E.  whereas the cost of non-Europe in defence and security is estimated at EUR 26,4 billion annually(4)
, as the result of duplication, overcapacity and barriers to defence procurement;

F.  whereas Article 42 TEU requires the progressive framing of a common Union defence policy as part of the CSDP, which will lead to an EU common defence when the European Council so decides voting unanimously; whereas Article 42(2) TEU also recommends to the Member States the adoption of such a decision in accordance with their respective constitutional requirements;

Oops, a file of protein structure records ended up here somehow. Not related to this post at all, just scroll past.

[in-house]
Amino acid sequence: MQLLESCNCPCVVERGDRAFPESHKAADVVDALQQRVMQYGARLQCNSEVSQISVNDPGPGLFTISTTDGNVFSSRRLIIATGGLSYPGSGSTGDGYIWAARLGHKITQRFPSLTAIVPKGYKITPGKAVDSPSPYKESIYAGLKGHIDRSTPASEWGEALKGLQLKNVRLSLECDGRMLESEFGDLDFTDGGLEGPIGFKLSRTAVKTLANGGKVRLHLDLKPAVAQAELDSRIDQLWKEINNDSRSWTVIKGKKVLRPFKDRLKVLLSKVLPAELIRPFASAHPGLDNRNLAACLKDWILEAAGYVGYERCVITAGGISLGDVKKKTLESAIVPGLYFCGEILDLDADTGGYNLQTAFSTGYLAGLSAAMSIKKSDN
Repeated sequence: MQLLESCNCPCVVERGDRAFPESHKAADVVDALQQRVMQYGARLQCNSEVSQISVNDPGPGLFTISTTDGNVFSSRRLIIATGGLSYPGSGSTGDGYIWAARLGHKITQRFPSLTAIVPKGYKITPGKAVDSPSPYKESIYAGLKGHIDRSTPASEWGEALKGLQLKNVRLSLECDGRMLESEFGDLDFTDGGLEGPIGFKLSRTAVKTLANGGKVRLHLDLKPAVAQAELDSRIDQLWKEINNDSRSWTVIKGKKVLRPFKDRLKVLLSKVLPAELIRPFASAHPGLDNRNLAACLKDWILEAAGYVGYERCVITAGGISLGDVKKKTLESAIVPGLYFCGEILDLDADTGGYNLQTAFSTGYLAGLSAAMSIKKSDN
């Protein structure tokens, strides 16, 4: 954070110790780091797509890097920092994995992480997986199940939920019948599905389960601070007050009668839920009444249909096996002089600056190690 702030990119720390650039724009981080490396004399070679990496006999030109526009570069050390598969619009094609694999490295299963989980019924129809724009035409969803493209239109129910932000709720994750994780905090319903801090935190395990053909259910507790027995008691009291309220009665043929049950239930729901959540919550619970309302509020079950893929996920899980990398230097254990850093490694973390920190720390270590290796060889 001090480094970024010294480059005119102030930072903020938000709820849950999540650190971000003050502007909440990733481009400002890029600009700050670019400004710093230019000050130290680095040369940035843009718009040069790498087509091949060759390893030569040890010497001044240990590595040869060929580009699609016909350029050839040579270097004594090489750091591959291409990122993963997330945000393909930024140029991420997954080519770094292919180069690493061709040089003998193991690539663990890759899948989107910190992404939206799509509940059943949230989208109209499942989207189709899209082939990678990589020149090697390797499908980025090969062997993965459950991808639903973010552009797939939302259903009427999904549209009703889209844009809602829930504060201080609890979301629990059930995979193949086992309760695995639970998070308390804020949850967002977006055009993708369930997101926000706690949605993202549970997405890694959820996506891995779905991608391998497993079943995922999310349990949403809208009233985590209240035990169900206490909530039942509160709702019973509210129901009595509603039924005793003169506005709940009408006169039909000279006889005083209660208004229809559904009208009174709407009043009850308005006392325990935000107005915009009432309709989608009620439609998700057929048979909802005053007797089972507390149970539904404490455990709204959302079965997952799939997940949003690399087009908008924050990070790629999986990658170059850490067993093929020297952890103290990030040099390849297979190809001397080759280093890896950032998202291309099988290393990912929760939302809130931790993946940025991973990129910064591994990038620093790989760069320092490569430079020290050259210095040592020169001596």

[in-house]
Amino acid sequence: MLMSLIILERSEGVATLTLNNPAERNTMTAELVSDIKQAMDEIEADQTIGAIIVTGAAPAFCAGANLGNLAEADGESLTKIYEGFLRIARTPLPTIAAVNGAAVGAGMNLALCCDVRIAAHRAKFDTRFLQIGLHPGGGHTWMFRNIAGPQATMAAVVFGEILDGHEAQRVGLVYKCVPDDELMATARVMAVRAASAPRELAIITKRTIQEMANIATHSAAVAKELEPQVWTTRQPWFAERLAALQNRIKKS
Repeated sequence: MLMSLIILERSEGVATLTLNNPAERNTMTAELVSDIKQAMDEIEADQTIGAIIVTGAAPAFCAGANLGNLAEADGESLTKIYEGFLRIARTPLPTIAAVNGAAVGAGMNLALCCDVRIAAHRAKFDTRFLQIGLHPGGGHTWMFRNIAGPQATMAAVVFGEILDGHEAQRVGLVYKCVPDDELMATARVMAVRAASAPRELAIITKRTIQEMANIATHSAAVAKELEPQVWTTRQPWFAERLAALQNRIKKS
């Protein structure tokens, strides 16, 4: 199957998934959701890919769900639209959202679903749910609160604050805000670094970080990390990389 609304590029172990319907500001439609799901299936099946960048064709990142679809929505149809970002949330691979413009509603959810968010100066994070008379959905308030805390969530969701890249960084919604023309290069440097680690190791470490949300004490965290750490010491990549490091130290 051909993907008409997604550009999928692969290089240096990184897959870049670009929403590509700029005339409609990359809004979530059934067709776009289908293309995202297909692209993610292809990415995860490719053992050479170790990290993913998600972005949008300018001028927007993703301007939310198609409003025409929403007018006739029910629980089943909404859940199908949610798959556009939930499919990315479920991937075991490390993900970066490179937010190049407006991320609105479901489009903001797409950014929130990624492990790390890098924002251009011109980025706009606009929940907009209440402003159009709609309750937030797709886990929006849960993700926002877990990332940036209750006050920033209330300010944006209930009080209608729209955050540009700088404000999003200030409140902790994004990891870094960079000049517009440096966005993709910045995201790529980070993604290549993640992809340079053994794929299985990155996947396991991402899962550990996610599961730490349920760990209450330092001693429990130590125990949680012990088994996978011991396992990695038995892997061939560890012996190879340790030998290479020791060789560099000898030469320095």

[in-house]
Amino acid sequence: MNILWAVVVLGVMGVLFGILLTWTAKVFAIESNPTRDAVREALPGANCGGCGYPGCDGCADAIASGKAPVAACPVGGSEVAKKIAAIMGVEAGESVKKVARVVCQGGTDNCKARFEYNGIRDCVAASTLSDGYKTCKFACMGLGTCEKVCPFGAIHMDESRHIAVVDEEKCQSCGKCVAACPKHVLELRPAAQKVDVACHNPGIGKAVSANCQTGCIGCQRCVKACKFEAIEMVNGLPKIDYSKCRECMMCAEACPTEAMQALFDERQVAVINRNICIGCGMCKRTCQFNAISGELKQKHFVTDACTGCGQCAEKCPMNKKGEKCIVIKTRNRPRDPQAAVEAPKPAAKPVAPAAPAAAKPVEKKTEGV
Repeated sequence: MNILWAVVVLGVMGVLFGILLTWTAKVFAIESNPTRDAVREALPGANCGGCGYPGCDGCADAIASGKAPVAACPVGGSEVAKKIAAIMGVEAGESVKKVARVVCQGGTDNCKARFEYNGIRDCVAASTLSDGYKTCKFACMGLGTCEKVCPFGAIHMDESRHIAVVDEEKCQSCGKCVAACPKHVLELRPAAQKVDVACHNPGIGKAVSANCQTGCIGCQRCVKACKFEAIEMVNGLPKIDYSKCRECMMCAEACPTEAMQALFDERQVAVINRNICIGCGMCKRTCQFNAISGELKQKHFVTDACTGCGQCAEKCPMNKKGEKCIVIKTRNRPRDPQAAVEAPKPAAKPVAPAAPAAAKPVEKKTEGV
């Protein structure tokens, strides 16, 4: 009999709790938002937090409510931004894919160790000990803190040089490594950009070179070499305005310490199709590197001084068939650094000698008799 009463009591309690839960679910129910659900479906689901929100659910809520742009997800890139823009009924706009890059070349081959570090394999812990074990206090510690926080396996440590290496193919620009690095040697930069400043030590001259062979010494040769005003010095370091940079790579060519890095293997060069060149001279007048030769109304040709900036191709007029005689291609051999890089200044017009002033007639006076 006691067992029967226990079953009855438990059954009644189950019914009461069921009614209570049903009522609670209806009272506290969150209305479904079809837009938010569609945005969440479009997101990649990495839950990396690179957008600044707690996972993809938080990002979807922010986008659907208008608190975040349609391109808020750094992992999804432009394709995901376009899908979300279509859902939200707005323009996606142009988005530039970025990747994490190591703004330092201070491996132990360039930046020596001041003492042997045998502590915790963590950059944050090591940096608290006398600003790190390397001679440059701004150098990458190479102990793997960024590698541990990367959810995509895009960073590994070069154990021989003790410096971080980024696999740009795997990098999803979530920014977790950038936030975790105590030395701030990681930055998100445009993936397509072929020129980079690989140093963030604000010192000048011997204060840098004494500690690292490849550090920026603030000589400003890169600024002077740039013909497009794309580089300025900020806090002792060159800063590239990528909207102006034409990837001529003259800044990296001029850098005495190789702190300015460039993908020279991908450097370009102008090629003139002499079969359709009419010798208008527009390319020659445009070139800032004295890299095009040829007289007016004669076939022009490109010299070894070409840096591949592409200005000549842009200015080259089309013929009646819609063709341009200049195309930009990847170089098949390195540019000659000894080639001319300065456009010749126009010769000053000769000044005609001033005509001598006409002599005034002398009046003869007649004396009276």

G.  whereas Article 42 TEU also provides for the creation of defence institutions, as well as for the definition of a European capabilities and armaments policy; whereas that article also requires that the EU’s efforts should be NATO-compatible, complementary and mutually reinforcing; whereas a common Union defence policy should reinforce Europe’s capacity to promote security within and beyond its borders, as well as strengthening the partnership with NATO and transatlantic relations, and will therefore enable a stronger NATO, consequently further promoting a more effective territorial, regional and global security and defence; whereas the recent joint declaration by the NATO Warsaw summit of 2016 on the NATO-EU strategic partnership recognised the role of NATO and the support the EU can give in achieving common goals; whereas a European Defence Union (EDU) should ensure the maintenance of peace, conflict prevention and a strengthening of international security, in accordance with the principles of the UN Charter;